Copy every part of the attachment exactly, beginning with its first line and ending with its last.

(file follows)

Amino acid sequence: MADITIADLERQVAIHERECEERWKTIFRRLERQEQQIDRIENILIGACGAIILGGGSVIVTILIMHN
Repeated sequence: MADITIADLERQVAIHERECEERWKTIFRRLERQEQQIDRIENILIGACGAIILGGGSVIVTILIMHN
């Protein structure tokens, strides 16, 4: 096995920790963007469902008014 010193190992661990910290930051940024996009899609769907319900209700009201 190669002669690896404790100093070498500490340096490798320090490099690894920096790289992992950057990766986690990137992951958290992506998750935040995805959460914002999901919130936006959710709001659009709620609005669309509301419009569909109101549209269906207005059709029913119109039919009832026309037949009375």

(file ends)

Amino acid sequence: MADITIADLERQVAIHERECEERWKTIFRRLERQEQQIDRIENILIGACGAIILGGGSVIVTILIMHN
Repeated sequence: MADITIADLERQVAIHERECEERWKTIFRRLERQEQQIDRIENILIGACGAIILGGGSVIVTILIMHN
């Protein structure tokens, strides 16, 4: 096995920790963007469902008014 010193190992661990910290930051940024996009899609769907319900209700009201 190669002669690896404790100093070498500490340096490798320090490099690894920096790289992992950057990766986690990137992951958290992506998750935040995805959460914002999901919130936006959710709001659009709620609005669309509301419009569909109101549209269906207005059709029913119109039919009832026309037949009375």